President Trump plans this week to reverse an Obama-era regulation designed to encourage more low-income units in the country’s mostly White suburbs, putting him squarely at odds with Democratic rival Joseph R. Biden over affordable housing.
The president is taking aim at the Affirmatively Furthering Fair Housing rule, a 2015 regulation requiring communities that accept certain federal funding to identify and address housing policies that have a “discriminatory effect.”
Mr. Trump has been hammering the theme at White House events and in campaign conference calls with supporters. He told Arizona supporters in a telephone rally Saturday that the Obama regulation is “destroying suburbs.”
“People work so hard to live in a certain community. We shouldn’t be destroying that community,” the president said.
The 2015 rule required local governments that qualify for federal housing funds to follow a checklist of dozens of questions to track patterns of poverty and segregation. The Obama administration’s aim was to enforce the Fair Housing Act of 1968.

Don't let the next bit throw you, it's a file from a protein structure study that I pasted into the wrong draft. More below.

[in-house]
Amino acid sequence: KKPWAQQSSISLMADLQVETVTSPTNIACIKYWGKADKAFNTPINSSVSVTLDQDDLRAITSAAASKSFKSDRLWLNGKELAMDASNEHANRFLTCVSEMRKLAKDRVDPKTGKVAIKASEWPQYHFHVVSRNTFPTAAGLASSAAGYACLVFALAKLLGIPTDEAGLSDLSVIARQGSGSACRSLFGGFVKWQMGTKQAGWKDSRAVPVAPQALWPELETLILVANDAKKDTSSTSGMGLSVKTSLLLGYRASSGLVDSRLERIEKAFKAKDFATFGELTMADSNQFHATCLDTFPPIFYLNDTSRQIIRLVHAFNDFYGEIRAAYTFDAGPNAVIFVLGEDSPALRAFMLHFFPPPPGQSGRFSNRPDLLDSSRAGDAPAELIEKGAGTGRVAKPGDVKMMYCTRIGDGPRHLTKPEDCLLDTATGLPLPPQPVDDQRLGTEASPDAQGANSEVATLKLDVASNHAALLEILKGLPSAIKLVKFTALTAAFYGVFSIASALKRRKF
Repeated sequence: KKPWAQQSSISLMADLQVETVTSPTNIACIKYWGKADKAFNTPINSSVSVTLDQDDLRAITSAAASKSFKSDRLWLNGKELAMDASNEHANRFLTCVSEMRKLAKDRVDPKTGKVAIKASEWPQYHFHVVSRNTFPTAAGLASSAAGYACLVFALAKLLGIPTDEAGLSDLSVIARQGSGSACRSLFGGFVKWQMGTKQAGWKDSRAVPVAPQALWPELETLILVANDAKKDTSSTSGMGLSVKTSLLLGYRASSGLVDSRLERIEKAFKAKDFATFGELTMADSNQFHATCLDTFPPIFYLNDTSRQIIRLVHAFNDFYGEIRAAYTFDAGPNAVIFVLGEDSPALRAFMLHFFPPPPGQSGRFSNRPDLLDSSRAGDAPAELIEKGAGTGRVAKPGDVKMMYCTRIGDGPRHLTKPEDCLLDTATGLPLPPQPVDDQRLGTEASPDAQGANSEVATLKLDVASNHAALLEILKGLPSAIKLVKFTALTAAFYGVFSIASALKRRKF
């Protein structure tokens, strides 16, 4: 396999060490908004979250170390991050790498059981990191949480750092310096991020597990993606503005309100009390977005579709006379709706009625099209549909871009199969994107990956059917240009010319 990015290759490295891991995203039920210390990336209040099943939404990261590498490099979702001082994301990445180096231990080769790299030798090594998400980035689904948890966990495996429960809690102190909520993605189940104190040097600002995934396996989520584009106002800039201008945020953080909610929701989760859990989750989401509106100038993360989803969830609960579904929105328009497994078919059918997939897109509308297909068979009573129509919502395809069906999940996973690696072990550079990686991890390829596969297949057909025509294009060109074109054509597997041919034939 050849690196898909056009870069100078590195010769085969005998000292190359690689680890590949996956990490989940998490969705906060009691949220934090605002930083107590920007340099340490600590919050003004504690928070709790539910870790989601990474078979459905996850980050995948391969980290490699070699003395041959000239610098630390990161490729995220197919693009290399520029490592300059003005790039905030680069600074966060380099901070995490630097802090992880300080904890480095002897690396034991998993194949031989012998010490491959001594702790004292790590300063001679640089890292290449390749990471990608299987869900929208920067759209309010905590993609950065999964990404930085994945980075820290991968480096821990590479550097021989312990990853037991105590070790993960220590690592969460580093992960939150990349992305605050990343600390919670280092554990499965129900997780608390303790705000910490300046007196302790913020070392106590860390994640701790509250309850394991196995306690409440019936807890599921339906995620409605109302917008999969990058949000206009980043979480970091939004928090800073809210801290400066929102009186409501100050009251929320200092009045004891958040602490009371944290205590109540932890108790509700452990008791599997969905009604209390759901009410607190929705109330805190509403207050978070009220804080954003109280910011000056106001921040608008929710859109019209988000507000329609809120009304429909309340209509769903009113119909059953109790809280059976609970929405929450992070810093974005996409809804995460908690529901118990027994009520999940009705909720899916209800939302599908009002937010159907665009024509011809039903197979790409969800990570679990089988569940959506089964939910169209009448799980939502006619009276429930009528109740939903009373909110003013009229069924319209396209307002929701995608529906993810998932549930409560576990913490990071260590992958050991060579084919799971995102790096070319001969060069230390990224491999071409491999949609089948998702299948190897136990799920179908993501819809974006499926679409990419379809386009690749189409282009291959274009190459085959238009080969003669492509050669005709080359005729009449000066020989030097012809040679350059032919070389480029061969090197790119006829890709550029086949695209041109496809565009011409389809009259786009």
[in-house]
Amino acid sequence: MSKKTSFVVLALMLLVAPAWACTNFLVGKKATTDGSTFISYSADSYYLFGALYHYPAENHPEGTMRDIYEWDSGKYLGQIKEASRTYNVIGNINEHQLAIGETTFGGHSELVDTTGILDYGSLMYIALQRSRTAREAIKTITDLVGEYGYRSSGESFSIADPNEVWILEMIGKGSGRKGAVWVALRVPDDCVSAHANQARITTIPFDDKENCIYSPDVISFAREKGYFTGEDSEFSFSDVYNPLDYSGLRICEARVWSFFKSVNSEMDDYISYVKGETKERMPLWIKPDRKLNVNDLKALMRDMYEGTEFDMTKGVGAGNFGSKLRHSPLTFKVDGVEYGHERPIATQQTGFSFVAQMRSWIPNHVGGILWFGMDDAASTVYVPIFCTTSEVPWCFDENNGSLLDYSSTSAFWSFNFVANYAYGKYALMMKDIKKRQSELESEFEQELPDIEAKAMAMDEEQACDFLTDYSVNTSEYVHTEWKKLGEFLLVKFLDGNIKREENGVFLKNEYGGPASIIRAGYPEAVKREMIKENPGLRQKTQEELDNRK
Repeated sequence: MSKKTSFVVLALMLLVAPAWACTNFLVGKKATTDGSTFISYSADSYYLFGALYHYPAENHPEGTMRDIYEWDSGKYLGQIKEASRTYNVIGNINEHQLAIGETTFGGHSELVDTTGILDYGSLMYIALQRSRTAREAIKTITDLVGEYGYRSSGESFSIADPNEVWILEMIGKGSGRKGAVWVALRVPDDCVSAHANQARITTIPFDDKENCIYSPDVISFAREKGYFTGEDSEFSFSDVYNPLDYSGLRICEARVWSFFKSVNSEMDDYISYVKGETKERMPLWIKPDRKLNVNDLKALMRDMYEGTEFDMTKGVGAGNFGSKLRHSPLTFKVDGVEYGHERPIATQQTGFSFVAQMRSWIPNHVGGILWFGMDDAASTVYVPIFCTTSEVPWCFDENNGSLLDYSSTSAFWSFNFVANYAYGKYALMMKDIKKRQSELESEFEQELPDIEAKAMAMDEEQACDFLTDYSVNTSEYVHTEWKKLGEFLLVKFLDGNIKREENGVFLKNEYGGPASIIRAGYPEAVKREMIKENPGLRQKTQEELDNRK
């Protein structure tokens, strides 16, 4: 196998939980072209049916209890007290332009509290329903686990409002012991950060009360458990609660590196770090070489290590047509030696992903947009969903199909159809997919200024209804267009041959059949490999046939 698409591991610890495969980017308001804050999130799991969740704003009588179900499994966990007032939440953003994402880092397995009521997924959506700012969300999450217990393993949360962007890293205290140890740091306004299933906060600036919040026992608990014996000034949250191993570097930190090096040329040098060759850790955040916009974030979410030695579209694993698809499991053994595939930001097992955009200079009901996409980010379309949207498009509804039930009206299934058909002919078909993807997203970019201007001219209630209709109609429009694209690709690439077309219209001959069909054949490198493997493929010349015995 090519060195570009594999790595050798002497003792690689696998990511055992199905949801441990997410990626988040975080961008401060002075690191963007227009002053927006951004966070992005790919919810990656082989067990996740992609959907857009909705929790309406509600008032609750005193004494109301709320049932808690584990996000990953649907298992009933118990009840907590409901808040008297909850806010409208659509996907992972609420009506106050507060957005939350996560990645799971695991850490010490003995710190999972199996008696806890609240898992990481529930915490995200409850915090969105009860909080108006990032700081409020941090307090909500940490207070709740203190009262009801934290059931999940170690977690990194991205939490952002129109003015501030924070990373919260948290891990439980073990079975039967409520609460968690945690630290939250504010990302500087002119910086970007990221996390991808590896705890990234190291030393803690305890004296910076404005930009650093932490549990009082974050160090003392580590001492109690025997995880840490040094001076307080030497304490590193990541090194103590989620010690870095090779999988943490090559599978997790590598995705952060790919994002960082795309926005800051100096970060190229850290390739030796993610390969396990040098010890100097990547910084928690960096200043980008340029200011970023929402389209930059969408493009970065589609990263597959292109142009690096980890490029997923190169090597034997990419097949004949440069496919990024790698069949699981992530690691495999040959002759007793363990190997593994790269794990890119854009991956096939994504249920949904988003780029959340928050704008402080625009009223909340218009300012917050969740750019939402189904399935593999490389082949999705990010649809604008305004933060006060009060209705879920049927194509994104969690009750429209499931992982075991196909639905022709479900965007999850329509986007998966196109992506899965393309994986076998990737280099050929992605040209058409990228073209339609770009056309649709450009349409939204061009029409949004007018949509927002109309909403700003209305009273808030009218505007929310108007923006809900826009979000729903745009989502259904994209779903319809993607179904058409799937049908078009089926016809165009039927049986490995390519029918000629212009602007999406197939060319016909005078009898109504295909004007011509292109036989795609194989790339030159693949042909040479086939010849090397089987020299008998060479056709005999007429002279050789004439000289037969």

“We finalized the AFFH rule at HUD to guarantee the promise of fair housing to every American,” Julian Castro, who served as housing and urban development secretary in the Obama administration, told The Washington Times in a statement. “It was the result of decades of work, sparked by leaders of the civil rights movement of the 1960s.”
The Trump administration has been working to roll back the rule, effectively suspending its enforcement in 2018 and issuing a proposal in January to redefine some of its requirements. HUD Secretary Ben Carson said at the time that the regulations were “overly burdensome to both HUD and grantees and are ineffective in helping program participants meet their reporting obligations.”